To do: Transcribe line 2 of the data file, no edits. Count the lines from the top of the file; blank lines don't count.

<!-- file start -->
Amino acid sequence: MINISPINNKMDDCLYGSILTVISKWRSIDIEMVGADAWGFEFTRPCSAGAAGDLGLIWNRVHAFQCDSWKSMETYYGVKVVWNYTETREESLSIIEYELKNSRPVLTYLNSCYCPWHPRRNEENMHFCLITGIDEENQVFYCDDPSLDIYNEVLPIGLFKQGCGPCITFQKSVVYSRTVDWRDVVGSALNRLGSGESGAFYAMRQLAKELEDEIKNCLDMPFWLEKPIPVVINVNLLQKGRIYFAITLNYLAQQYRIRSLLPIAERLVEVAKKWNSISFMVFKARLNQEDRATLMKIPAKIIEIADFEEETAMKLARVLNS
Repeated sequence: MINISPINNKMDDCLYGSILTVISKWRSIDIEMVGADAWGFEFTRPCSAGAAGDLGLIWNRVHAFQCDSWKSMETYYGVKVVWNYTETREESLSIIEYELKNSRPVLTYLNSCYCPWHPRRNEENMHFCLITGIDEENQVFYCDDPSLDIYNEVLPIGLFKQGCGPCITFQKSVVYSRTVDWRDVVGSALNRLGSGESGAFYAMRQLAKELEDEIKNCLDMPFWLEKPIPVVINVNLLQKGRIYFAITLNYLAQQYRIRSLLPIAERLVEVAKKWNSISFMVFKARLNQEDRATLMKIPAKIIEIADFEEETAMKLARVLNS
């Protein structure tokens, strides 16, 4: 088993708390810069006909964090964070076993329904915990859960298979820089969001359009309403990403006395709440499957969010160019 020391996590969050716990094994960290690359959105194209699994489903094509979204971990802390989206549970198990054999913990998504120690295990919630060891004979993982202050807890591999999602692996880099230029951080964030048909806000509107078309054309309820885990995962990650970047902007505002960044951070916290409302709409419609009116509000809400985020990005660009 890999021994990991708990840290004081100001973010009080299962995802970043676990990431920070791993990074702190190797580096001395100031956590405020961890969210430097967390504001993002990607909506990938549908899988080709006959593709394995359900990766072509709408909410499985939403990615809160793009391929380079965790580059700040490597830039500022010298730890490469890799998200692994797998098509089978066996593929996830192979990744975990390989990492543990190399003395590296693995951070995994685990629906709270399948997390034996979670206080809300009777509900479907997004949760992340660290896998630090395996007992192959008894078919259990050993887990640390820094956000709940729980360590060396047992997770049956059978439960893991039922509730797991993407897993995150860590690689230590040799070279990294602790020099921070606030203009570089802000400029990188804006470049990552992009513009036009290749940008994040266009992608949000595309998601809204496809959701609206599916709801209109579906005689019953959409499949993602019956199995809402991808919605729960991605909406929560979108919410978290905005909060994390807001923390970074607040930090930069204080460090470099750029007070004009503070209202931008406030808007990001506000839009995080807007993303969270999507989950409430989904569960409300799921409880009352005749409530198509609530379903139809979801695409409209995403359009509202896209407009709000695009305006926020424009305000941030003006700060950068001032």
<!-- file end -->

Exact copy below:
Repeated sequence: MINISPINNKMDDCLYGSILTVISKWRSIDIEMVGADAWGFEFTRPCSAGAAGDLGLIWNRVHAFQCDSWKSMETYYGVKVVWNYTETREESLSIIEYELKNSRPVLTYLNSCYCPWHPRRNEENMHFCLITGIDEENQVFYCDDPSLDIYNEVLPIGLFKQGCGPCITFQKSVVYSRTVDWRDVVGSALNRLGSGESGAFYAMRQLAKELEDEIKNCLDMPFWLEKPIPVVINVNLLQKGRIYFAITLNYLAQQYRIRSLLPIAERLVEVAKKWNSISFMVFKARLNQEDRATLMKIPAKIIEIADFEEETAMKLARVLNS